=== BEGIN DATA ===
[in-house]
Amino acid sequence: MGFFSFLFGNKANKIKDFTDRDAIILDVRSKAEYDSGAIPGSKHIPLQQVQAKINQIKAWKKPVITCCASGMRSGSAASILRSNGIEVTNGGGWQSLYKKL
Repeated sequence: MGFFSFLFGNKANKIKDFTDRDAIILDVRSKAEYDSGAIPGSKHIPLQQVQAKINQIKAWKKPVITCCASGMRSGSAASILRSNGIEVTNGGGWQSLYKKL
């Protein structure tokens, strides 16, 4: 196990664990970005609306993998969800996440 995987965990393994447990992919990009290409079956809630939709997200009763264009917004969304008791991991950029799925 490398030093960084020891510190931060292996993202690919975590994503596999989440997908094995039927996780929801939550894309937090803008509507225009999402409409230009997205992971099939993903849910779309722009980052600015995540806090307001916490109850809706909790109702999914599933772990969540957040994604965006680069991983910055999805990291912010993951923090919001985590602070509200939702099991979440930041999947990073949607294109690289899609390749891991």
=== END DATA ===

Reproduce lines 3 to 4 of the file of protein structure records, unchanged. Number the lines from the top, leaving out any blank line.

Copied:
Repeated sequence: MGFFSFLFGNKANKIKDFTDRDAIILDVRSKAEYDSGAIPGSKHIPLQQVQAKINQIKAWKKPVITCCASGMRSGSAASILRSNGIEVTNGGGWQSLYKKL
């Protein structure tokens, strides 16, 4: 196990664990970005609306993998969800996440 995987965990393994447990992919990009290409079956809630939709997200009763264009917004969304008791991991950029799925 490398030093960084020891510190931060292996993202690919975590994503596999989440997908094995039927996780929801939550894309937090803008509507225009999402409409230009997205992971099939993903849910779309722009980052600015995540806090307001916490109850809706909790109702999914599933772990969540957040994604965006680069991983910055999805990291912010993951923090919001985590602070509200939702099991979440930041999947990073949607294109690289899609390749891991």